Sunday, February 19, 2012

Who Can Tell It Best?

            "Well, what did you think she was going to do?! Do you really think she can tell the difference?"
            "Do you honestly think that little of your own daughter?"
            "Where do you get off telling me about my own daughter?"
            "CUT! Ladies, that was pitiful. Are we not trying?" How could he believe these actresses, pampered and pretty, could emulate any argument of significance? Would his masterpiece be an infomercial? A soap opera?

            "Cara, try to act like you're sensitive to your daughter's disability in every way, maybe a little over the top? Can we do that? And Ann Marie, can you pretend this is a child with a disability, one that is disrupting your classroom and that you can't handle? DO NOT switch around the roles, huh? Got it?" Cursory nods of the head with blank eyes mean they got it, right?
            "Alright, TAKE 4!"

            "What did you think she would do? I know my daughter, okay? Do you really think she can't tell the difference between herself and the other students?"
            "Don't you think she can rise above it?"
            "Do you think you could rise above it?"
            "CUT, cut. Stop acting like your acting."

            Did I choose the wrong actors? Perhaps I didn't brief them enough? Maybe if they met Ally? Could I bring Ally in here? Could she tell her story? "How about this: I'm going to go home and spend some time with my daughter and we'll pick this up again tomorrow?"
            The actresses both looked relieved. I get how they wouldn't get it, but do I?

            If I didn't know anyone with Down's, would I get it? Did Ally even understand how it affected her? Did she understand about my writing and directing? Wasn't I doing the right thing, trying to make people understand?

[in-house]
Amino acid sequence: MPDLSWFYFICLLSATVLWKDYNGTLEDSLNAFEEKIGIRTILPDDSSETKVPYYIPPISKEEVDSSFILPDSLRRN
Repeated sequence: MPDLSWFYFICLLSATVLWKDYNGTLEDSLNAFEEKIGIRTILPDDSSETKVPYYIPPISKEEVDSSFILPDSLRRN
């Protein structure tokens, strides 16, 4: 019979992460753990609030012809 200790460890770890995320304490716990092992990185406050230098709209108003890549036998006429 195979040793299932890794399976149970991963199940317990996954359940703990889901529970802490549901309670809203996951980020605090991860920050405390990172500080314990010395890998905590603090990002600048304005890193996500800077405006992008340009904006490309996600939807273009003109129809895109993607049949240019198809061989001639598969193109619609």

"Well, isn't this a sight!"
            "Ally and I are allowed to have a little fun while Daddy is at work, right Ally?"
            "Mhm," Ally never jumped up to say hello anymore. Would it be every day she stared deeper and deeper into a workbook or art project or puzzle and avoid my eyes more and more? Or maybe it was puberty coming on?
            "Did you have a day at work, dear?"
            "Don't I always?"
            "Not so good then?"
            "I don't get how they don't get it."
            "Yes, you do." And wasn't she right, my dearest wife? Wasn't I being unfair? Wasn't it unfair of me to assume these young girls could emulate an inexperienced and under-trained elementary school teacher and an overprotective mother of a child who slept less than three hours a night, still wet the bed at twelve, and couldn't imitate without direct instructions? Was that an obvious answer or what?
            "Ally, sweetheart, do you want to tell a story tomorrow? Go with Daddy to work?"
            "What story?" Was that a glance up?
            "Do you remember Mrs. Armstrong last year?"
            "I didn't like her. Why'd she have to place me with the baby class?"
            "Do you remember how you felt? Do you want to tell the story?"
            "Maybe. Are there snacks?"
            "Will there be snacks? Always."
            "Then why'd you even ask?" Do anyone else's crinkled eyes 

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